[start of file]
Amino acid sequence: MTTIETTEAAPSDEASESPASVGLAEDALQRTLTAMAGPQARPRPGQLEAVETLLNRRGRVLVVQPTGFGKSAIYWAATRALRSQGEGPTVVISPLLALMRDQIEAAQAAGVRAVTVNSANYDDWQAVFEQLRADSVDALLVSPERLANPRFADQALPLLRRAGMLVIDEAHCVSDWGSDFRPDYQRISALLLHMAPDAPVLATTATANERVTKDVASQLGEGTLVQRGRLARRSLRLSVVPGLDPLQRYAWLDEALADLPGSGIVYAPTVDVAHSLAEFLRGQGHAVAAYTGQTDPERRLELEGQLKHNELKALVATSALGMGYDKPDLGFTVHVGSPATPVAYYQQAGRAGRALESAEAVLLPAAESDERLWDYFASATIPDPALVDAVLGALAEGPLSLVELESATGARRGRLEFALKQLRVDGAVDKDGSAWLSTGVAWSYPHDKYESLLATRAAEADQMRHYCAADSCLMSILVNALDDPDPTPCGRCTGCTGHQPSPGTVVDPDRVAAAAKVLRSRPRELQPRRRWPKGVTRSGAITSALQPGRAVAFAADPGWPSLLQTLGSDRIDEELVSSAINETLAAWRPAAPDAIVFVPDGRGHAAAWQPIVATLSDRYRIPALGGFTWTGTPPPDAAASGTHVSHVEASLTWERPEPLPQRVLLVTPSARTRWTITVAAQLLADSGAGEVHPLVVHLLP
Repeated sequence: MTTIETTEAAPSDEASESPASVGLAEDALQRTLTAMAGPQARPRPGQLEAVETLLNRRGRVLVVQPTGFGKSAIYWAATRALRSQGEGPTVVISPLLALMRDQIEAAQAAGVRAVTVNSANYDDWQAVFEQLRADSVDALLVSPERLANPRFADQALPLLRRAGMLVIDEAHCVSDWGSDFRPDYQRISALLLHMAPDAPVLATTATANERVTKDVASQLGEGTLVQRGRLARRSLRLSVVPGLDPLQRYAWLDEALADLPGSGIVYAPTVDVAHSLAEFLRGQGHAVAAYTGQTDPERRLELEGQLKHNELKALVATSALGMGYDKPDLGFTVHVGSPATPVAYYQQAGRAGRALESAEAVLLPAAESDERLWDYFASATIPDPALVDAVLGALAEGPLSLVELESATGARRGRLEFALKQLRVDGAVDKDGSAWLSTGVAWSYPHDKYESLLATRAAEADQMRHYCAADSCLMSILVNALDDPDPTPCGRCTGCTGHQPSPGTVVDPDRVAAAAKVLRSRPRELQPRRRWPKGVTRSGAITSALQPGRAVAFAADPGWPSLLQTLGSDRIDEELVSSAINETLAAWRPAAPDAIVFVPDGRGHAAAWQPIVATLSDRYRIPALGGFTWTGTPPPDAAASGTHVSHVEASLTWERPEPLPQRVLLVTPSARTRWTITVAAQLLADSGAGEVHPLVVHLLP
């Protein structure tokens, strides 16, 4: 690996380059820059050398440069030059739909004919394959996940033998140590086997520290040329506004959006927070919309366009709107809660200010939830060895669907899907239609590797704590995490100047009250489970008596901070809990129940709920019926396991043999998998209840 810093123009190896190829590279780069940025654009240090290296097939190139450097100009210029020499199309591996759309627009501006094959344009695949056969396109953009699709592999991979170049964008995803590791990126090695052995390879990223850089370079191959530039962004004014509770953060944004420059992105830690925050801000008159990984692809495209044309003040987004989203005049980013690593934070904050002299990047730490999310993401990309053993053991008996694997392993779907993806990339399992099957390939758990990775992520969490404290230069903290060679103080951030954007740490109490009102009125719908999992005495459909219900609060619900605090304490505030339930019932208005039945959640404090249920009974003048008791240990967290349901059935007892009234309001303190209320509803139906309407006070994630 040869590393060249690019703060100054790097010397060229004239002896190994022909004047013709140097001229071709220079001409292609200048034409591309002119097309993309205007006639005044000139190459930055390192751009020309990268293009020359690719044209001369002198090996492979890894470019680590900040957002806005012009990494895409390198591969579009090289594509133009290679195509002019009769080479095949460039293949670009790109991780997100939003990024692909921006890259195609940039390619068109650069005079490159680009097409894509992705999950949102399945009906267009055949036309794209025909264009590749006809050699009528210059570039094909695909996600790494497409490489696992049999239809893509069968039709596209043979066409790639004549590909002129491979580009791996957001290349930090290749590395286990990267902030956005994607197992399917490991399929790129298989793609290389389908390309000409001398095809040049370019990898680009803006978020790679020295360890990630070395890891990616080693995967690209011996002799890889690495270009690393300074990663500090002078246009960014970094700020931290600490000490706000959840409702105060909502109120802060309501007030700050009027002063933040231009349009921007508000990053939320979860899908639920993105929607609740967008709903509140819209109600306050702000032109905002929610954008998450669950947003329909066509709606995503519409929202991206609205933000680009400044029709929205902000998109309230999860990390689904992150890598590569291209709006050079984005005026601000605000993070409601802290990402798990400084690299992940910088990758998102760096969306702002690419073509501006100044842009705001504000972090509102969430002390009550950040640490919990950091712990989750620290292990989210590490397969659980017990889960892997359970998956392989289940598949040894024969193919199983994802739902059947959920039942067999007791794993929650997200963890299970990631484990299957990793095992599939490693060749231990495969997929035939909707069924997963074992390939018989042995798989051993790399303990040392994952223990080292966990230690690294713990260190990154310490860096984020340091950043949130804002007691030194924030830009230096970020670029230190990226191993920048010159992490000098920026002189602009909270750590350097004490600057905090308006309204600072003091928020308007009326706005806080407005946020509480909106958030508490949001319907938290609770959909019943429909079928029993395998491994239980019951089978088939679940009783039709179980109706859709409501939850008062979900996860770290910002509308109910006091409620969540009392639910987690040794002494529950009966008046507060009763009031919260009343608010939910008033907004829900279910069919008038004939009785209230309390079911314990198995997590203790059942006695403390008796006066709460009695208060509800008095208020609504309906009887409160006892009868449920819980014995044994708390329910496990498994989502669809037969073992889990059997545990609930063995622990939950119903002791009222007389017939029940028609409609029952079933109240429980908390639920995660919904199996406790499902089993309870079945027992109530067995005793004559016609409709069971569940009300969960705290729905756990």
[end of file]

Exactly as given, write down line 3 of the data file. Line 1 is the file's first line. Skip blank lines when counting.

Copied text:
């Protein structure tokens, strides 16, 4: 690996380059820059050398440069030059739909004919394959996940033998140590086997520290040329506004959006927070919309366009709107809660200010939830060895669907899907239609590797704590995490100047009250489970008596901070809990129940709920019926396991043999998998209840 810093123009190896190829590279780069940025654009240090290296097939190139450097100009210029020499199309591996759309627009501006094959344009695949056969396109953009699709592999991979170049964008995803590791990126090695052995390879990223850089370079191959530039962004004014509770953060944004420059992105830690925050801000008159990984692809495209044309003040987004989203005049980013690593934070904050002299990047730490999310993401990309053993053991008996694997392993779907993806990339399992099957390939758990990775992520969490404290230069903290060679103080951030954007740490109490009102009125719908999992005495459909219900609060619900605090304490505030339930019932208005039945959640404090249920009974003048008791240990967290349901059935007892009234309001303190209320509803139906309407006070994630 040869590393060249690019703060100054790097010397060229004239002896190994022909004047013709140097001229071709220079001409292609200048034409591309002119097309993309205007006639005044000139190459930055390192751009020309990268293009020359690719044209001369002198090996492979890894470019680590900040957002806005012009990494895409390198591969579009090289594509133009290679195509002019009769080479095949460039293949670009790109991780997100939003990024692909921006890259195609940039390619068109650069005079490159680009097409894509992705999950949102399945009906267009055949036309794209025909264009590749006809050699009528210059570039094909695909996600790494497409490489696992049999239809893509069968039709596209043979066409790639004549590909002129491979580009791996957001290349930090290749590395286990990267902030956005994607197992399917490991399929790129298989793609290389389908390309000409001398095809040049370019990898680009803006978020790679020295360890990630070395890891990616080693995967690209011996002799890889690495270009690393300074990663500090002078246009960014970094700020931290600490000490706000959840409702105060909502109120802060309501007030700050009027002063933040231009349009921007508000990053939320979860899908639920993105929607609740967008709903509140819209109600306050702000032109905002929610954008998450669950947003329909066509709606995503519409929202991206609205933000680009400044029709929205902000998109309230999860990390689904992150890598590569291209709006050079984005005026601000605000993070409601802290990402798990400084690299992940910088990758998102760096969306702002690419073509501006100044842009705001504000972090509102969430002390009550950040640490919990950091712990989750620290292990989210590490397969659980017990889960892997359970998956392989289940598949040894024969193919199983994802739902059947959920039942067999007791794993929650997200963890299970990631484990299957990793095992599939490693060749231990495969997929035939909707069924997963074992390939018989042995798989051993790399303990040392994952223990080292966990230690690294713990260190990154310490860096984020340091950043949130804002007691030194924030830009230096970020670029230190990226191993920048010159992490000098920026002189602009909270750590350097004490600057905090308006309204600072003091928020308007009326706005806080407005946020509480909106958030508490949001319907938290609770959909019943429909079928029993395998491994239980019951089978088939679940009783039709179980109706859709409501939850008062979900996860770290910002509308109910006091409620969540009392639910987690040794002494529950009966008046507060009763009031919260009343608010939910008033907004829900279910069919008038004939009785209230309390079911314990198995997590203790059942006695403390008796006066709460009695208060509800008095208020609504309906009887409160006892009868449920819980014995044994708390329910496990498994989502669809037969073992889990059997545990609930063995622990939950119903002791009222007389017939029940028609409609029952079933109240429980908390639920995660919904199996406790499902089993309870079945027992109530067995005793004559016609409709069971569940009300969960705290729905756990």